Yet again, as in the Gospel from yesterday, the crowd gets in the way of someone seeking access to Jesus. The wall of people does not appear to be overtly keeping Zacchaeus from seeing Jesus, as they may be so focused on seeing him themselves that they are not aware. There is also the possibility that the people were aware of him. They knew Zacchaeus, and many judged him to be the sinner of sinners. He was the chief tax collector of the area and that meant he was most likely reviled by most in his community. Each time Zacchaeus nudged by to get through a gap to get a better look, the individuals may have time and again closed each gap such that he could not get through.
Zacchaeus was not thwarted. He ran ahead and climbed a sycamore tree. From his perch he was not only able to see Jesus, Jesus saw him and said, “Zacchaeus, come down quickly, for today I must stay at your house” (Lk 19:5). Jesus did not see a tax collector or a sinner, he saw a seeker. One who was also willing to humble himself by climbing a tree, much like a child.
Jesus does not see the 99% nor the 1%. Jesus sees people in need of compassion and mercy. Jesus did not meet Zacchaeus with judgment but with love and compassion, and that made all the difference for conversion.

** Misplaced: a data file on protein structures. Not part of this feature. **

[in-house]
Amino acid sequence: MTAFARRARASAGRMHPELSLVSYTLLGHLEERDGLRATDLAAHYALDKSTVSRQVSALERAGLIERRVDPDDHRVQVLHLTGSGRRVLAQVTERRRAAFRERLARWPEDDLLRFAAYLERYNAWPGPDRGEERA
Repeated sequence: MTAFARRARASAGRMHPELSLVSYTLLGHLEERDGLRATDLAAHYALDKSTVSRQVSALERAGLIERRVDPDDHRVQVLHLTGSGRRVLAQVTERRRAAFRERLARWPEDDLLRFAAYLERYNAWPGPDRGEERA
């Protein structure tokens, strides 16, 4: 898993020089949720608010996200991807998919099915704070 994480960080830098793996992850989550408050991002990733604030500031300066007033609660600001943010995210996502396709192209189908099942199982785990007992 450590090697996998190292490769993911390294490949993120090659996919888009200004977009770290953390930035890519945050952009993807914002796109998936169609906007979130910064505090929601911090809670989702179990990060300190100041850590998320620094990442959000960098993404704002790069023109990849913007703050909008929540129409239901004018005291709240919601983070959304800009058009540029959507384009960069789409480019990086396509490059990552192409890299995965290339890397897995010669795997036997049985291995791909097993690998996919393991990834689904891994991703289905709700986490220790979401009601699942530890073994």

Jesus acknowledged the one who so many despised, and by inviting himself to dine with Zacchaeus in his own home, Zacchaeus must have felt overwhelmed with emotion. Maybe for the first time in his life, he felt like a person with dignity, and he repented on the spot as a response to the love he had received, with the words: “Behold, half of my possessions, Lord, I shall give to the poor, and if I have extorted anything from anyone I shall repay it four times over” (LK 19:8).
The encounter of Jesus and Zacchaeus offers us an inspiring model to start seeing each other as human beings. One way to do so is to resist the temptation to “grumble”, to gossip, to pre-judge, and/or to dehumanize one another. Jesus invites us instead to see beyond the exterior and to be willing to go deeper to the heart and character of the person. To do that, we need to be willing to encounter one another, to walk with one another, to accompany, and spend time with one another.
When we do so, we will move from being people who seek to define and limit ourselves by our identity, and instead open ourselves up to being people of integrity. This means resisting the temptation of building walls that protect ourselves from others and instead building bridges of dialogue to embrace the wonderful gift of our God-given diversity.
Integrity means that we will be more present and aware, we will stand with and stand up for someone who is ignored, belittled, dehumanized, harassed, discriminated against, ridiculed, abused, objectified, persecuted, segregated, and prevented access no matter their gender, sexual orientation, race, ethnicity, income level, class, political party, religion or none.
Life is hard enough, so let’s stop grumbling and start healing. Let’s stop preventing access and start opening up opportunities, and let’s stop closing ourselves off and begin to open our arms wide to embrace and accompany one another as we allow Jesus to love others through us. Not only will they be loved and healed, but so will we in the process.